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Pentosan: Side effects? And effective with the old ones?

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  • Pentosan: Side effects? And effective with the old ones?

    I'm up for trying Pentosan, but a couple of vets have been lukewarm about it.

    They cite side-effects in horses. Like what?

    And what are the differences in the physiological action of Pentosan vs. Adequan or any of the glucosamine-like things?

    Many thanks
    The armchair saddler
    Politically Pro-Cat

  • #2
    The only side effects I have seen with my soon to be 25 year old is tearing around the field like a lunatic and playing halter tag constantly!
    Last edited by Laurierace; Nov. 20, 2012, 09:24 PM.
    McDowell Racing Stables

    Home Away From Home

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    • #3
      Yes, horrid side effects in my old gelding too. He is a total jerk again and shaking his head in defiance as he gallops around the pasture and races with the 3yr and 4 yr olds. Oh I am also seeing issues with his hind end too. He seems to have trouble keeping his back feet on the ground and kicking up his heels seem to be a common/frequent occurrence.

      Have not seen any ill/bad side effects personally. Tho I do have a friend that said Pentosan did nada for her horse but Adequan did help.

      Comment


      • #4
        My horse's side effect has been wanting to canter up a hill at the end of our one hour schooling session--he's 27! He's an Arab and suddenly wants to travel with his hind legs underneath him, making him round and un-Arablike.

        Pentosan should be banned so these elderly equines can retire.

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        • #5
          Only side effect I've noticed is my mare no longer stopping on XC.

          Any drug could potentially cause an allergic reaction, but that's not really a "side effect".

          Pentosan is related to heparin (an anticoagulant) chemically and can have weak effects on the clotting system, so a horse could theoretically be more prone to bleeding from some sort of cut or injury that might not bleed much otherwise in the day or two following a Pentosan injection. This effect is probably not much more than something in the "keep it in mind" category, as the dose is relatively small and the heparin-like effect quite a weak one.
          Click here before you buy.

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          • Original Poster

            #6
            Thanks, deltawave.

            Any clue to what this stuff does physiologically?
            The armchair saddler
            Politically Pro-Cat

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            • #7
              My horse will bleed at the site, just a small amount. His first shot I think we hit a nerve (did it ourselves, husband worked for vet for years), had an emergency call to the vet at 10pm because he wouldn't bear weight on the leg (Doh.) second time, horse puffed up (vet did it this time, neck that time), and was swollen. With each shot it went down, now he just bleeds a little.

              But dangit, if my stupid horse doesn't go play tag with his 3 year old girlfriend after his shots!!

              For reference, I was VERY against injections, but he was 21, and so lame he couldn't TROT, walking was difficult. What else did I have to loose? Hes such a 180 now, no one can believe that my fire-breathing Pegasus that's currently over jumping a simple 2' cross rail like its a grand prix jump, is the same horse. Same goes for when he and the *super atheltic* warmblood (gp prospect) baby go ripping around playing tag.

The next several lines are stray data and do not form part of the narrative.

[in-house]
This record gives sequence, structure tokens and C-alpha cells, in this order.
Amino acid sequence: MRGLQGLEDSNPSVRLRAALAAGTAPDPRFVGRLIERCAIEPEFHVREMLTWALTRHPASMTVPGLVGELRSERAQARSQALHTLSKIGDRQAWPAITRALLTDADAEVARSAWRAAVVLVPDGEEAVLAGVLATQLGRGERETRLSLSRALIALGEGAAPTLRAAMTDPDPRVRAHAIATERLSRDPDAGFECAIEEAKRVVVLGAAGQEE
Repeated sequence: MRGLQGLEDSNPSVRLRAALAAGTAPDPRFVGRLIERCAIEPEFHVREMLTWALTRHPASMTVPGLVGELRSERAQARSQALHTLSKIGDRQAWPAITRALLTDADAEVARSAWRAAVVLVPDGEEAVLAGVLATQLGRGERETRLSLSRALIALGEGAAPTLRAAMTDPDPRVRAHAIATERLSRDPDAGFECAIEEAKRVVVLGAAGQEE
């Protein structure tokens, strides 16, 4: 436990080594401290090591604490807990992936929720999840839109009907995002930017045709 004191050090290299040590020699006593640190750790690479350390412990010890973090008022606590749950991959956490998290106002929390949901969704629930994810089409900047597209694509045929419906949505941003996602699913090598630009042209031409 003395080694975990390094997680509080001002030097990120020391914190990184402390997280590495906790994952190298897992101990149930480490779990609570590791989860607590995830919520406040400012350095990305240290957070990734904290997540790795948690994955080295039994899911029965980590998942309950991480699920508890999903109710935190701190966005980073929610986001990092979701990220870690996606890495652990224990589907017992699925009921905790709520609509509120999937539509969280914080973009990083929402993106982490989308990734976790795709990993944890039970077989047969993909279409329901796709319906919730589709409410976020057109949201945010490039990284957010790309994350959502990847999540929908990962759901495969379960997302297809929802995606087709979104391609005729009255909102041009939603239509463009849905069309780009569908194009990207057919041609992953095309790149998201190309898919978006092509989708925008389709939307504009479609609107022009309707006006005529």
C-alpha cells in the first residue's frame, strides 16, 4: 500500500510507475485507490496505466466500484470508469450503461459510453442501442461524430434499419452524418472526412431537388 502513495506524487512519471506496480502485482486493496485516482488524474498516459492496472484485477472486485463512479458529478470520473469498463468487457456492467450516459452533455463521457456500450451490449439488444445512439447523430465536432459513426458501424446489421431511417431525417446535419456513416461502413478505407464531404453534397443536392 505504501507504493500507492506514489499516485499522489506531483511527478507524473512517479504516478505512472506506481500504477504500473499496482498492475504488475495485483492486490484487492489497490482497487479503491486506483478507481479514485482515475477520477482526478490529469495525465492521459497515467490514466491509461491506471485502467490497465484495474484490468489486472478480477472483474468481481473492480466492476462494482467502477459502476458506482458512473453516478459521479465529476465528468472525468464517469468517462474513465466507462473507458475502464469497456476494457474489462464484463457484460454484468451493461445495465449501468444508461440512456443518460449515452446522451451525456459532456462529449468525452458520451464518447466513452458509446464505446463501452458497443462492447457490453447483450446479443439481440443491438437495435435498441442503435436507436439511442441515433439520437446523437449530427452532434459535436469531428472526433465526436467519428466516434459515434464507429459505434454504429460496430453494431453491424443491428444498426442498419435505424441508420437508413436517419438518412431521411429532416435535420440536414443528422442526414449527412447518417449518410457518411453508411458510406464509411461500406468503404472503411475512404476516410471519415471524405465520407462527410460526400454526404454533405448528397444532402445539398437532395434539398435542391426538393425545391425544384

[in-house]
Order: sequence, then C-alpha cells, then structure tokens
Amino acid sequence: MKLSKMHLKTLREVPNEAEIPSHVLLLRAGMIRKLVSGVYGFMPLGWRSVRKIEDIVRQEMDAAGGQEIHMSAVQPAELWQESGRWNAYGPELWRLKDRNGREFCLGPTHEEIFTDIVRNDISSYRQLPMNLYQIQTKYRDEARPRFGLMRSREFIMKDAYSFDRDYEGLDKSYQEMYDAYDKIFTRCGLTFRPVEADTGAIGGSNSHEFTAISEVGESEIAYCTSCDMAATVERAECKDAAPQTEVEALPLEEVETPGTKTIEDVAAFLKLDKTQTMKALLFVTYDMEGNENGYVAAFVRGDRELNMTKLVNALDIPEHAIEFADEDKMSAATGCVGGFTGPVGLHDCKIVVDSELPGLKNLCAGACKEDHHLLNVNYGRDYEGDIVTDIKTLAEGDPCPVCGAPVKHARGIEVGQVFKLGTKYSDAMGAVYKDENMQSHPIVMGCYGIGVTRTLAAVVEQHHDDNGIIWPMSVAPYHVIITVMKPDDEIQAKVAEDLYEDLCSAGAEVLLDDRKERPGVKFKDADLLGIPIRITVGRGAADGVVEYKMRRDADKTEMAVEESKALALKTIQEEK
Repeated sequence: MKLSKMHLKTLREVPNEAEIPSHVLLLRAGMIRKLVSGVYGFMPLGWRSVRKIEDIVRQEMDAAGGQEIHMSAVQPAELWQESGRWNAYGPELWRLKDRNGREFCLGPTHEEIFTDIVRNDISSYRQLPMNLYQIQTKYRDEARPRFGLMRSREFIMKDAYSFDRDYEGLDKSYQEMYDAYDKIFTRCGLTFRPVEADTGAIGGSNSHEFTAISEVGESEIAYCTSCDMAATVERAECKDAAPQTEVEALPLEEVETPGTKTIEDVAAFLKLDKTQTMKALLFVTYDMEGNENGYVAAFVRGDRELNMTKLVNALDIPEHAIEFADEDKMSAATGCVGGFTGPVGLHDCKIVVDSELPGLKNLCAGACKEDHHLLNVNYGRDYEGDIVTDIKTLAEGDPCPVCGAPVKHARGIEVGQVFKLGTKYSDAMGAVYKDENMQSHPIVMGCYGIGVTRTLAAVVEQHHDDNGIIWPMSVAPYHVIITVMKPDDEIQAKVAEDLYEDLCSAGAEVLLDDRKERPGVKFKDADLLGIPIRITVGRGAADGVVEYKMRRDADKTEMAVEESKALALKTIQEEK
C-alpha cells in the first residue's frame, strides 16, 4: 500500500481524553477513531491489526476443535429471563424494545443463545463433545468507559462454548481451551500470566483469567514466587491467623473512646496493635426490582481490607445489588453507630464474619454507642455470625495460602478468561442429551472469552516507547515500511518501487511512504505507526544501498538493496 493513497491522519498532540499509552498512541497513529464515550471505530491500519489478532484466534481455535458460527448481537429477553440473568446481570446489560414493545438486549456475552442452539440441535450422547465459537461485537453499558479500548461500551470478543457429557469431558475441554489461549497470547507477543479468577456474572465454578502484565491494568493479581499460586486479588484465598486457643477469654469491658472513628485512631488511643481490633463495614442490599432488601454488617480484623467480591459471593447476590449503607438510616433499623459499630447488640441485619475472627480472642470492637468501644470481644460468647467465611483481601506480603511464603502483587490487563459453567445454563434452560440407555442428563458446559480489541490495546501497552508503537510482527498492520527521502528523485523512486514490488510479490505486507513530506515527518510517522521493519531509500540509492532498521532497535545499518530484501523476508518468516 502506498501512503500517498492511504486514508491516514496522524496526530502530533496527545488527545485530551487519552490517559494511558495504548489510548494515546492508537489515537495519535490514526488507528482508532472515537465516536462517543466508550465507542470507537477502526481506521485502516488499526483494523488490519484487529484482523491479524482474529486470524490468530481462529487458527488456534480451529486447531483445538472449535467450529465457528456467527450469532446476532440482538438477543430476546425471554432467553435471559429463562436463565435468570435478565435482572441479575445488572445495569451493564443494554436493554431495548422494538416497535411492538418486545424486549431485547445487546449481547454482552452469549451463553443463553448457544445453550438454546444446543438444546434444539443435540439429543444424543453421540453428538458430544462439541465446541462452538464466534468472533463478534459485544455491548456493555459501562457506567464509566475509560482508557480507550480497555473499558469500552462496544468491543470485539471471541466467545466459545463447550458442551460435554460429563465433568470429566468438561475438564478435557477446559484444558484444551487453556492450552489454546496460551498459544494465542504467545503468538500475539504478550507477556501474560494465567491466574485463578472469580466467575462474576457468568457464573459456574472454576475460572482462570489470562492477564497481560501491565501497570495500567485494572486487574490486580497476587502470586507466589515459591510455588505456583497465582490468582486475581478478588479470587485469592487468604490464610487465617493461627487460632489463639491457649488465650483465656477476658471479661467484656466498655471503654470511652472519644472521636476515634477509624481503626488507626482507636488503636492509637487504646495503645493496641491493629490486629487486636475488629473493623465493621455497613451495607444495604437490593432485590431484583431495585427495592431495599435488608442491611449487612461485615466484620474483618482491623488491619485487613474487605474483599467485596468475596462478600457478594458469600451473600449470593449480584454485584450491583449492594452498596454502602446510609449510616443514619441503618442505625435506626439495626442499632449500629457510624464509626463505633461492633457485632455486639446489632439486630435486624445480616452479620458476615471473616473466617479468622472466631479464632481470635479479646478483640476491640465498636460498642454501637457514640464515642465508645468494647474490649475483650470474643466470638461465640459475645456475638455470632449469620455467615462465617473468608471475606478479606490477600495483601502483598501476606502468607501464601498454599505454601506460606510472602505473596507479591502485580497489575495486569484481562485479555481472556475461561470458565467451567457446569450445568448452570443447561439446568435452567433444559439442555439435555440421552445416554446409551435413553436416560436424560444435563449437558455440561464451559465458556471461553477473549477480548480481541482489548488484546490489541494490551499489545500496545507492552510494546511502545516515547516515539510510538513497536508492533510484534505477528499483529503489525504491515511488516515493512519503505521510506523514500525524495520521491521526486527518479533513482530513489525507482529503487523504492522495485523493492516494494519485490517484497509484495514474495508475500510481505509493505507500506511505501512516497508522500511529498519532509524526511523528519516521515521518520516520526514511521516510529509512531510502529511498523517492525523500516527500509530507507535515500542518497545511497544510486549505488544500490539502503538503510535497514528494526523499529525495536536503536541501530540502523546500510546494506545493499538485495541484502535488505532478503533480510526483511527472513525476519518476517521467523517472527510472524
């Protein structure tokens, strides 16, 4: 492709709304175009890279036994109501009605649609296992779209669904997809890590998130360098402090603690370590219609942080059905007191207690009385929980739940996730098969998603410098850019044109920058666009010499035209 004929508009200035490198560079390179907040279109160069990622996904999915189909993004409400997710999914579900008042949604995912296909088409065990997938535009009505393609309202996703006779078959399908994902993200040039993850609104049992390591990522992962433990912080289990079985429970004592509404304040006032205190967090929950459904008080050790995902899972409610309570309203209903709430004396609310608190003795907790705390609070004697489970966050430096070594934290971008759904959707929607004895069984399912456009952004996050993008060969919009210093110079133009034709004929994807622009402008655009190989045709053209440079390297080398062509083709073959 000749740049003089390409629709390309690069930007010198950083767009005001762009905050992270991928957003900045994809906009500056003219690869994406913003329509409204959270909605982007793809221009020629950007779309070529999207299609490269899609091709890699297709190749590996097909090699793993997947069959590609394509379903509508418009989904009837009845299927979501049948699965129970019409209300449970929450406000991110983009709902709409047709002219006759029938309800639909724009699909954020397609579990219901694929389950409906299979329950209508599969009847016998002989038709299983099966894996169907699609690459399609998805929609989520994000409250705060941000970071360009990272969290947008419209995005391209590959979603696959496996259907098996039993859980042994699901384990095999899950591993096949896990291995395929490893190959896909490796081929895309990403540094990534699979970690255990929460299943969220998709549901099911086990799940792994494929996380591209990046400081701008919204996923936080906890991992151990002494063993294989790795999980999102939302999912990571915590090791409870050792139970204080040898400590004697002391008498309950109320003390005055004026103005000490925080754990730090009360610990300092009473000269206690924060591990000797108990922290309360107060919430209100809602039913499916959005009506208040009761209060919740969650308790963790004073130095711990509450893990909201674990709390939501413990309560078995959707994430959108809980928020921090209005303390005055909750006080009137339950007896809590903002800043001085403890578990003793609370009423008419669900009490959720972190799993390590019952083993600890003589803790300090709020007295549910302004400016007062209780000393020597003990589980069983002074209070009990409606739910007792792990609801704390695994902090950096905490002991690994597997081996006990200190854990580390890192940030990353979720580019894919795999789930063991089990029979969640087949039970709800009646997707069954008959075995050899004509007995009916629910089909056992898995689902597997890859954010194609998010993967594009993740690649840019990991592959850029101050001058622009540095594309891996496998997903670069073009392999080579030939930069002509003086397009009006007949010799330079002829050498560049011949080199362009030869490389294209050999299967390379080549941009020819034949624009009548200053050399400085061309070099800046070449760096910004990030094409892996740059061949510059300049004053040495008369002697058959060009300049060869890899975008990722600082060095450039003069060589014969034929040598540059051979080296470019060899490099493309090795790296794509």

Side effect: making old horses feel 3.

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              • #8
                I'm curious about this as well. I sure haven't heard of any downsides, but have only had it suggested by one vet (who is very pro pentosan). But it is in my sights as a helper for one of my boys, so I'm starting to look into it more.

                Comment

                • Original Poster

                  #9
                  OK, I hear stories of wildness.

                  But are these horses sounder or just hepped up on goof balls?

                  And how bad was the arthritis? With my old man, we are assuming that Adequan doesn't do much because there's not a whole lot of cartilage there left to fix.
                  The armchair saddler
                  Politically Pro-Cat

                  Comment


                  • #10
                    Originally posted by mvp View Post
                    OK, I hear stories of wildness.

                    But are these horses sounder or just hepped up on goof balls?

                    And how bad was the arthritis? With my old man, we are assuming that Adequan doesn't do much because there's not a whole lot of cartilage there left to fix.
                    I think sounder is the correct answer. Chip has always been hot. It was sad to see him get stiff and act old. Weight started going the wrong way in a horse that had defined easy keeper even during hard work. The final blow in reality came when he walked slowly to the barn one afternoon with a huge bite on his side. See Chip never got bites...he gave bites. So I watched the next day in turn out and 2 young geldings started playing and play turned to pick on the former herd boss.

                    He had been getting Nsaids for the 3 previous winters but in summer seemed more himself....tho he did not act this good even in summer.

                    Hot, defiant, full of himself is in fact his normal. Several owners walked away from him before he became mine at 7yrs of age.

                    He acts like a couple decades have been knock off him. First thing I noticed at somewhere around 3 wks of the loading dose was he started stepping out with ease. He continued to improve for another5-6 mths.

                    I am not sure you can predict how Pentosan will help your horse based in that fact your are assuming type/amount of damage.

                    I can only say based on what I have seen in my horse and now my 3 dogs (as I have started 3 old dogs on it too) that I would not hesitate to try it again.

                    Chip is the gelding herd boss again. He shares that boss status again with the herds matron mare just like he has for over ten years. And those 2 younger geldings that thought it was so much fun to hassel him have been re-informed to watch their manners. Peace and structure ....he only need glance in their direction and they know better.

                    Comment


                    • #11